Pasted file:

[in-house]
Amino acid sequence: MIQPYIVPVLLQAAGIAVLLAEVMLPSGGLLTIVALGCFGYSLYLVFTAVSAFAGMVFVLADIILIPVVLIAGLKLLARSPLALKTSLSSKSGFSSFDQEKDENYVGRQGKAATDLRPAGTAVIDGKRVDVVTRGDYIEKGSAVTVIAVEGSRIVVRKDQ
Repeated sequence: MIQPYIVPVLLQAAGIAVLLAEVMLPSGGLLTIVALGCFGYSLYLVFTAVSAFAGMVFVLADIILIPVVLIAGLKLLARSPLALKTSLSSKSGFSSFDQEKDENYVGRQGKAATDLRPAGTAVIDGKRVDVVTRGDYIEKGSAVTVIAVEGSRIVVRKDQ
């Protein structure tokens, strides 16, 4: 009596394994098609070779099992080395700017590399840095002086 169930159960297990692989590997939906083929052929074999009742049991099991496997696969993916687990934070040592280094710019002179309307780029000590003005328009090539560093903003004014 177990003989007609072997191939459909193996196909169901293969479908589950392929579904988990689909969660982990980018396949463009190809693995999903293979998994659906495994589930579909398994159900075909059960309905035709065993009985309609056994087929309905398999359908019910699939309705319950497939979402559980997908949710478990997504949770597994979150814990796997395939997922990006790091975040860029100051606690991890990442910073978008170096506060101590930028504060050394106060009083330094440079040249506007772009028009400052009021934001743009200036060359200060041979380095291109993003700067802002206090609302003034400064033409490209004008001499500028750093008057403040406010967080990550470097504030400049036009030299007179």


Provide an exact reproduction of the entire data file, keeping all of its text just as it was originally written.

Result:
[in-house]
Amino acid sequence: MIQPYIVPVLLQAAGIAVLLAEVMLPSGGLLTIVALGCFGYSLYLVFTAVSAFAGMVFVLADIILIPVVLIAGLKLLARSPLALKTSLSSKSGFSSFDQEKDENYVGRQGKAATDLRPAGTAVIDGKRVDVVTRGDYIEKGSAVTVIAVEGSRIVVRKDQ
Repeated sequence: MIQPYIVPVLLQAAGIAVLLAEVMLPSGGLLTIVALGCFGYSLYLVFTAVSAFAGMVFVLADIILIPVVLIAGLKLLARSPLALKTSLSSKSGFSSFDQEKDENYVGRQGKAATDLRPAGTAVIDGKRVDVVTRGDYIEKGSAVTVIAVEGSRIVVRKDQ
């Protein structure tokens, strides 16, 4: 009596394994098609070779099992080395700017590399840095002086 169930159960297990692989590997939906083929052929074999009742049991099991496997696969993916687990934070040592280094710019002179309307780029000590003005328009090539560093903003004014 177990003989007609072997191939459909193996196909169901293969479908589950392929579904988990689909969660982990980018396949463009190809693995999903293979998994659906495994589930579909398994159900075909059960309905035709065993009985309609056994087929309905398999359908019910699939309705319950497939979402559980997908949710478990997504949770597994979150814990796997395939997922990006790091975040860029100051606690991890990442910073978008170096506060101590930028504060050394106060009083330094440079040249506007772009028009400052009021934001743009200036060359200060041979380095291109993003700067802002206090609302003034400064033409490209004008001499500028750093008057403040406010967080990550470097504030400049036009030299007179």